Boehner Insists Lawsuit Against Obama ‘Not About Impeachment’
(WASHINGTON) -- House Speaker John Boehner says he will sue President Obama, contending that the president is not faithfully executing the law. “The Constitution makes it clear that a president’s job is to faithfully execute the laws,” said Boehner, R-Ohio. “In my view, the president has not faithfully executed the laws.”
Boehner is preparing to ask the Bipartisan Legal Advisory Group, known as BLAG, to file a lawsuit to counter Obama’s executive actions. BLAG consists of the senior echelon of House leadership whose responsibilities under House rules include instructing the non-partisan office of the House General Counsel to take legal action on behalf of the lower chamber.
Boehner refused to disclose on Wednesday which executive actions the House would challenge.
“We have a system of government outlined in our Constitution with the executive branch, the legislative branch and the judicial branch,” he said. “Congress has its job to do and so does the president and when there’s conflicts like this between the legislative branch and the administrative branch, it’s in my view our responsibility to stand up for this institution in which we serve.”
Throughout his two terms in the Oval Office, Obama has irked Republicans with executive actions halting deportations of immigrants who came to the U.S. as children, raising the minimum wage for federal contractors and extending the family and medical leave benefits to gay couples. He has also unilaterally delayed legislative deadlines for enacting provisions of the Affordable Care Act, such as putting off enforcement of the employer mandate.
Still, Boehner insisted his move is not about setting a course towards impeaching the president.
“This is not about impeachment,” Boehner said. “This is about his faithfully executing the laws of our country.”
A spokesman of the speaker said that Boehner only hoped to compel Obama to enforce a number of laws, which are expected to be disclosed in the coming days.
The group consists of the speaker (Boehner), the majority leader (Rep. Kevin McCarthy), the majority whip/majority leader-elect (Rep. Kevin McCarthy), the minority leader (Rep. Nancy Pelosi) and the minority whip (Rep. Steny Hoyer). Only a simple majority is required.
It is unlikely Boehner will call the BLAG to meet to vote prior to the congressional recess surrounding Independence Day.
In 2011, Boehner last convened the BLAG to defend the Defense of Marriage Act (DOMA). That effort ultimately failed, after the House spent about $2.3 million on legal representation before abandoning the defense.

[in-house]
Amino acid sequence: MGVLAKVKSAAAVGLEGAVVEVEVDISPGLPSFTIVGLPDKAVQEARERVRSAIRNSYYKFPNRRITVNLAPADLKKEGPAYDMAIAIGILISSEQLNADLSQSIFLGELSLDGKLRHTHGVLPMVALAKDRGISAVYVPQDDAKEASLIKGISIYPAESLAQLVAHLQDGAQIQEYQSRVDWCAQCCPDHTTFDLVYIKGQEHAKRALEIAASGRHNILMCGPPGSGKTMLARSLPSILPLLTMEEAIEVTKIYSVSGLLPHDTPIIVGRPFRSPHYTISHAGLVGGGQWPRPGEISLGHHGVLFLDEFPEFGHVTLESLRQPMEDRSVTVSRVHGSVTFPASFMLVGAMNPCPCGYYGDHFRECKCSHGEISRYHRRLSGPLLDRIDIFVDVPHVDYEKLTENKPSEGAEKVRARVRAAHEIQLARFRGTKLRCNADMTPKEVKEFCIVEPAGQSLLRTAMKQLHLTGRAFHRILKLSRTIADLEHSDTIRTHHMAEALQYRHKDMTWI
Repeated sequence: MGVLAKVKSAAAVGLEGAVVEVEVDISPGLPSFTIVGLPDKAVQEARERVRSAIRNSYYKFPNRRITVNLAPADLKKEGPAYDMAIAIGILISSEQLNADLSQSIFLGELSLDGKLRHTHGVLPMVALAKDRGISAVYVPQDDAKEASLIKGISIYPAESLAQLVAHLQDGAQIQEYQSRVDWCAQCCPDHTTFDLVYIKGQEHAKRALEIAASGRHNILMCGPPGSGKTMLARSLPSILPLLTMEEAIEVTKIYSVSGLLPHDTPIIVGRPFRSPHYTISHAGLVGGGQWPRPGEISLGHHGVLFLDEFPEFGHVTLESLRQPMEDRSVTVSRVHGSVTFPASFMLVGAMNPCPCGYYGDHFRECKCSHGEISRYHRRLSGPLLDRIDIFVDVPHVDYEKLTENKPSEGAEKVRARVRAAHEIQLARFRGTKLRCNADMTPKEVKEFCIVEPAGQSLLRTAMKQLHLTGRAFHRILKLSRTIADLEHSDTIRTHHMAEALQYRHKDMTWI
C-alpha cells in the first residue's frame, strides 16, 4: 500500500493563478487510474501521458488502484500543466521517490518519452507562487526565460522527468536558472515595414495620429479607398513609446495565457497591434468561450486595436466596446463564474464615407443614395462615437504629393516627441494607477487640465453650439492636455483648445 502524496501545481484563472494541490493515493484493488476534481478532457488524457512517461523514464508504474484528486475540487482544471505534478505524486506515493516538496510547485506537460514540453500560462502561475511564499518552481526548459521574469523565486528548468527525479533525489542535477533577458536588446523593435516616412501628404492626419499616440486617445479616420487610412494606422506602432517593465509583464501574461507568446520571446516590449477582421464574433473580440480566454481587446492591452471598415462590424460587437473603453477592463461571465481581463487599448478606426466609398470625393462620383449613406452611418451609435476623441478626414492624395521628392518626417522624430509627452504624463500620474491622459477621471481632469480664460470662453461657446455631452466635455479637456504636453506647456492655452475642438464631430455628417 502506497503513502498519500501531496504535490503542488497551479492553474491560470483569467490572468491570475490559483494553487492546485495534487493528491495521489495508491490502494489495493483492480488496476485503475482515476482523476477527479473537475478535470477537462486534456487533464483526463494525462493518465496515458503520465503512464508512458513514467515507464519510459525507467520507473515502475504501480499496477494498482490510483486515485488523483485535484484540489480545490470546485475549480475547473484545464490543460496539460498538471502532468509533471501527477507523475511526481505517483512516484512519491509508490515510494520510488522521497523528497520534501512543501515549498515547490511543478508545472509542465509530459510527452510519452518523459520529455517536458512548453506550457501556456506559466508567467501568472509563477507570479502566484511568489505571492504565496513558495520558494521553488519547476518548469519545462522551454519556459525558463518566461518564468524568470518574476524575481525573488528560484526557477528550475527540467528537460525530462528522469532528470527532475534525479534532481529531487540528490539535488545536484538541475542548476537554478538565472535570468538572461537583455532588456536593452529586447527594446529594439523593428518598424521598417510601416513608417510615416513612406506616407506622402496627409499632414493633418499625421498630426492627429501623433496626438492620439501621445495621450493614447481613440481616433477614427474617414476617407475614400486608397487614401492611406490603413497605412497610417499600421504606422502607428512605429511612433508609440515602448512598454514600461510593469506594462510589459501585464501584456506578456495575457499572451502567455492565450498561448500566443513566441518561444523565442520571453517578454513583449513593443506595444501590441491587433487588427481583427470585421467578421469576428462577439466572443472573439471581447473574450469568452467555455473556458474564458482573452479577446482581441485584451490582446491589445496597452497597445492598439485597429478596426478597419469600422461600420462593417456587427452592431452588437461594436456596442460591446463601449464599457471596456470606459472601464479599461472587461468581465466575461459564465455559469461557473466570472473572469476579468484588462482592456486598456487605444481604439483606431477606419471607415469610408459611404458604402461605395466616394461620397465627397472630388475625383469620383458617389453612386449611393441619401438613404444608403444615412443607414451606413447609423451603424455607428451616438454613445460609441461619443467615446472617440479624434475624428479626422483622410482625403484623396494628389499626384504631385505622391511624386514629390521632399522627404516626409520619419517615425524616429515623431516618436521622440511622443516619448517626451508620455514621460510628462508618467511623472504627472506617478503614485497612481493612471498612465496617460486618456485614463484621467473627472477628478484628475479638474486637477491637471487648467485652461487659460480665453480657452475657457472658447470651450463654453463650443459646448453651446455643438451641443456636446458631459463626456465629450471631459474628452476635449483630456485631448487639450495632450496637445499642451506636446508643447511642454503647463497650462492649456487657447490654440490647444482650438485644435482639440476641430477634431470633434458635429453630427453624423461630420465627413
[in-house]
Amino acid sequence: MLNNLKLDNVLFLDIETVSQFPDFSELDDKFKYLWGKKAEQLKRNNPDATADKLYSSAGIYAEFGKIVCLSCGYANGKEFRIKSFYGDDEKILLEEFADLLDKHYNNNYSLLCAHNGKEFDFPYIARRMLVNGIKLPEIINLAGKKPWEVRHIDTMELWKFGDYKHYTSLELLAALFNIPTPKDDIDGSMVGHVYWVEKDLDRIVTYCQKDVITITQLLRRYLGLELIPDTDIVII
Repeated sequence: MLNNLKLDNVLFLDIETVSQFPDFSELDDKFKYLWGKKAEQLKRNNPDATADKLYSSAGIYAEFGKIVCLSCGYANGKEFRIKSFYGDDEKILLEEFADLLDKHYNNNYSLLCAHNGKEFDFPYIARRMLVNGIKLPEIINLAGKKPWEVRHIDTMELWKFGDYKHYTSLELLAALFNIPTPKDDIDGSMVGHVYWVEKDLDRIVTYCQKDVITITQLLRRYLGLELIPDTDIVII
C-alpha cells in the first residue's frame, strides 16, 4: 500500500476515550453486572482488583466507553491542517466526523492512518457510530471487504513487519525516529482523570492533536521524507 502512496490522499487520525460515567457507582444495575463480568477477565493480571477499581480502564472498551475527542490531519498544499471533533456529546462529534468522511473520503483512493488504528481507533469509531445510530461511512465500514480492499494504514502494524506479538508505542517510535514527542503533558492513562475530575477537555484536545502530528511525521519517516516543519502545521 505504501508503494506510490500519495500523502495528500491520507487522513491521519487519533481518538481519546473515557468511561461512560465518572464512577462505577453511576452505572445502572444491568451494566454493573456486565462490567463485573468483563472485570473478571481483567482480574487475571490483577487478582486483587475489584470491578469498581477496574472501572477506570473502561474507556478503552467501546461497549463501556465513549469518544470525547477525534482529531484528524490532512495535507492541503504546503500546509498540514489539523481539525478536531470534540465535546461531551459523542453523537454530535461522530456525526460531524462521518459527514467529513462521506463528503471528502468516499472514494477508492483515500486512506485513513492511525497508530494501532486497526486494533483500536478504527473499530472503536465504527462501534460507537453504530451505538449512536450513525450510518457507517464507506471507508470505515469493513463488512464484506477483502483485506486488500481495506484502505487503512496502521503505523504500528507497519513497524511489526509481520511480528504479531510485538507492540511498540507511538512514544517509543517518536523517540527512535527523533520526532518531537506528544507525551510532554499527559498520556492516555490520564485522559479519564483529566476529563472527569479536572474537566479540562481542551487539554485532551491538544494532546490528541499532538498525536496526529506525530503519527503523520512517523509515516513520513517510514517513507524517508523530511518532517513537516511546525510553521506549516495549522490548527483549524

Pelosi indicated she would oppose any effort to sue the president through the BLAG, calling the move “subterfuge” from Republicans hoping to distract voters from a legislative lull at the Capitol.
“They’re doing nothing here, and so they have to give some aura of activity,” said Pelosi, D-Calif. “Whatever the subject happens to be of the week, you can just go on the Internet and you can see what they’re screaming about there. You know there’ll be a reflection of it here.”
Pelosi asserted that Obama’s use of executive actions “hasn’t come anywhere near what Republican presidents have done” and expressed favor for a “broader interpretations of the law” than the White House counsel’s office has advised.
“The Republicans are saying they want to sue the president for not upholding the law. The president is looking at what his discretion is to use executive act of the administration,” Pelosi said. “[Obama] will act within his discretion for whatever it is, whether it’s prosecutorial discretion used to make judgments about who should be deported or not, and whatever else.”
“I don’t equate the Republicans ‘make work’ project to criticize the president on executive orders and are criticizing that as inconsistent with saying the president has the right to do what the law allows him to do,” she added.
White House press secretary Josh Earnest was dismissive of Boehner’s lawsuit, calling it “not something that’s going to consume the attention of the White House.”
“The fact that they are considering a taxpayer-funded lawsuit against the president of the United States for doing his job, I think, is the kind of step that most Americans wouldn't support,” Earnest said Wednesday. “I think what most Americans would say is they want their leaders in Washington, D.C., to make progress on behalf of the American people.”
Earnest said that a suit would not “be very warmly received by the American public.”
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